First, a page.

Author(s) / Creator(s)
Abstract / Description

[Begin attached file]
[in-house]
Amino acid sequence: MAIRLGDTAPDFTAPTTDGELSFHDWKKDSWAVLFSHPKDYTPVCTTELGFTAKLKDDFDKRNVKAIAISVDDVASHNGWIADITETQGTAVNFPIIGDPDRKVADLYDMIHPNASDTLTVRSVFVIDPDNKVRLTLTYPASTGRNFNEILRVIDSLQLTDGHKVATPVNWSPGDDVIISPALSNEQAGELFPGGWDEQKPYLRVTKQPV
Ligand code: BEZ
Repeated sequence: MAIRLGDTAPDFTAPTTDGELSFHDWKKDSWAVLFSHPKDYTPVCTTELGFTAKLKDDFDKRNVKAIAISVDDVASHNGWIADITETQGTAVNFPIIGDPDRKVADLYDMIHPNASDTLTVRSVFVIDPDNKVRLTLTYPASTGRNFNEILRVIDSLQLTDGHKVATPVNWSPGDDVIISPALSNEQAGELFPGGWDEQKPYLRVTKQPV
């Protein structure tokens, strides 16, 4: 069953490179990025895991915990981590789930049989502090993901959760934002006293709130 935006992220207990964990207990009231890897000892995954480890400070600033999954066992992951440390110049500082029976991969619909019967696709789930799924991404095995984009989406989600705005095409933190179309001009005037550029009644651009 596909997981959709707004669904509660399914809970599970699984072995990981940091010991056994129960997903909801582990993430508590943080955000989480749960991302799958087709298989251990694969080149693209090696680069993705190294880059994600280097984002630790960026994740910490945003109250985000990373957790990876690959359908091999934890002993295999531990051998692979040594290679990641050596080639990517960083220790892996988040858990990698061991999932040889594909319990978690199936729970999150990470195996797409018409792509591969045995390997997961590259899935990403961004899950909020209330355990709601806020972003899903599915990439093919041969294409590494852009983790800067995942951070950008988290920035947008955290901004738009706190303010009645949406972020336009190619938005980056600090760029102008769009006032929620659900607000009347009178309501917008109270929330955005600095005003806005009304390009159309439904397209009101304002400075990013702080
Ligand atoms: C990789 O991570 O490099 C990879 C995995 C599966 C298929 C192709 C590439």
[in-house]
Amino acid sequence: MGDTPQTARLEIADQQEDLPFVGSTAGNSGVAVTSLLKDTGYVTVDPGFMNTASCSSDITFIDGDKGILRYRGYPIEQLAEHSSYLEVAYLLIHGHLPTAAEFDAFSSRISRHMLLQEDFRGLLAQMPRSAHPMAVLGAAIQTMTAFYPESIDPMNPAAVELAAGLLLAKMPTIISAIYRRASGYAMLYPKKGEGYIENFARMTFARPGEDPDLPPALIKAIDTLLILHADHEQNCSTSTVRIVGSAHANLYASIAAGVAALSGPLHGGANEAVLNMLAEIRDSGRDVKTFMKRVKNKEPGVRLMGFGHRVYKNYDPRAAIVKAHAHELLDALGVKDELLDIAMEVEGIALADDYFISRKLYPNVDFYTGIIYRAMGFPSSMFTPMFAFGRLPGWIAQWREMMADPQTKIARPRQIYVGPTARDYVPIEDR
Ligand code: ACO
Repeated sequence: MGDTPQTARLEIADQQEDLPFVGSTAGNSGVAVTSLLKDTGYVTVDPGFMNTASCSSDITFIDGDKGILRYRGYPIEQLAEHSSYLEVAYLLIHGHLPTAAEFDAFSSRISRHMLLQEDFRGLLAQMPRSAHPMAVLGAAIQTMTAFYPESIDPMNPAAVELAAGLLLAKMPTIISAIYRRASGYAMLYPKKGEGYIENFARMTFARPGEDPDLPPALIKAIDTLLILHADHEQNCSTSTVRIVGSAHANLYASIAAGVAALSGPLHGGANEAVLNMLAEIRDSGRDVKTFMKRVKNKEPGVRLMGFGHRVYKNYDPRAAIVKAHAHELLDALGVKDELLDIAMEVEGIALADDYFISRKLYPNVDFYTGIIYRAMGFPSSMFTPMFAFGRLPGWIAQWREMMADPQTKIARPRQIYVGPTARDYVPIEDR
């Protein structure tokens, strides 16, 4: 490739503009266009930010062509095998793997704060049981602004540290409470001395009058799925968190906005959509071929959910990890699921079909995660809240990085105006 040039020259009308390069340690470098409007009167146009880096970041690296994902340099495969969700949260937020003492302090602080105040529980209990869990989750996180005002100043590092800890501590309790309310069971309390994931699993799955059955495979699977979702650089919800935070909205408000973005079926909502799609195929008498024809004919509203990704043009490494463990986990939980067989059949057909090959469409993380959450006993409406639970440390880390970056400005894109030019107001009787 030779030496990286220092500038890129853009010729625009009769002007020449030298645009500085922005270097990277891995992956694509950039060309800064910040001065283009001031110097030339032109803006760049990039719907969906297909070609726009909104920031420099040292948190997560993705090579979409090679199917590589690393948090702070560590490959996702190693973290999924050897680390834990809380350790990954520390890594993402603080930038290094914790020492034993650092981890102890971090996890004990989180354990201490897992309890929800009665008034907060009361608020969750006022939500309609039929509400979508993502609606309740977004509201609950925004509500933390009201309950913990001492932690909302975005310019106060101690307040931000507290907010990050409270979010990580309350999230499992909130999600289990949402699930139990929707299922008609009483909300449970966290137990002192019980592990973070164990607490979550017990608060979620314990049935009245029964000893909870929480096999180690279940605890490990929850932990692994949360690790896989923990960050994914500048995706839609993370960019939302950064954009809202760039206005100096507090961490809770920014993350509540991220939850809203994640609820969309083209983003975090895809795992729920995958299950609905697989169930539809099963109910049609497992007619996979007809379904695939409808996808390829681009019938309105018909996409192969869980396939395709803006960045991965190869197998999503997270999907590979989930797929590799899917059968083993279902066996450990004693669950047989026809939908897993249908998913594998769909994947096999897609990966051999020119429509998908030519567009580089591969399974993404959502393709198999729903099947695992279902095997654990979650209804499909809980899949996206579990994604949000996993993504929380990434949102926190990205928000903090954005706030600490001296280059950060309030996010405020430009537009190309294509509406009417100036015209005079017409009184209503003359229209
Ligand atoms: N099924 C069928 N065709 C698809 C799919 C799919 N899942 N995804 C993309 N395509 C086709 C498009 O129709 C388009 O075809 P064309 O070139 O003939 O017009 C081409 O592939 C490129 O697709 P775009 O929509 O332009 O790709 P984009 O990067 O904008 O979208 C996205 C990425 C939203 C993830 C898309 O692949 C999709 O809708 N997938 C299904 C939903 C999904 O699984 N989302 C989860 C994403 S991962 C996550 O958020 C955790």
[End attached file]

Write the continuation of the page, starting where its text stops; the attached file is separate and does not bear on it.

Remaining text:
Is the way that people make risky choices, or tradeoffs over time, related to cognitive ability? This paper investigates whether there is a link between cognitive ability, risk aversion, and impatience, using a representative sample of the population and incentive compatible measures. We conduct choice experiments measuring risk aversion, and impatience over an annual time horizon, for a randomly drawn sample of roughly 1,000 German adults. Subjects also take part in two different tests of cognitive ability, which correspond to sub-modules of one of the most widely used IQ tests. Interviews are conducted in subjects' own homes. We find that lower cognitive ability is associated with greater risk aversion, and more pronounced impatience. These relationships are significant, and robust to controlling for personal characteristics, educational attainment, income, and measures of credit constraints. We perform a series of additional robustness checks, which help rule out other possible confounds.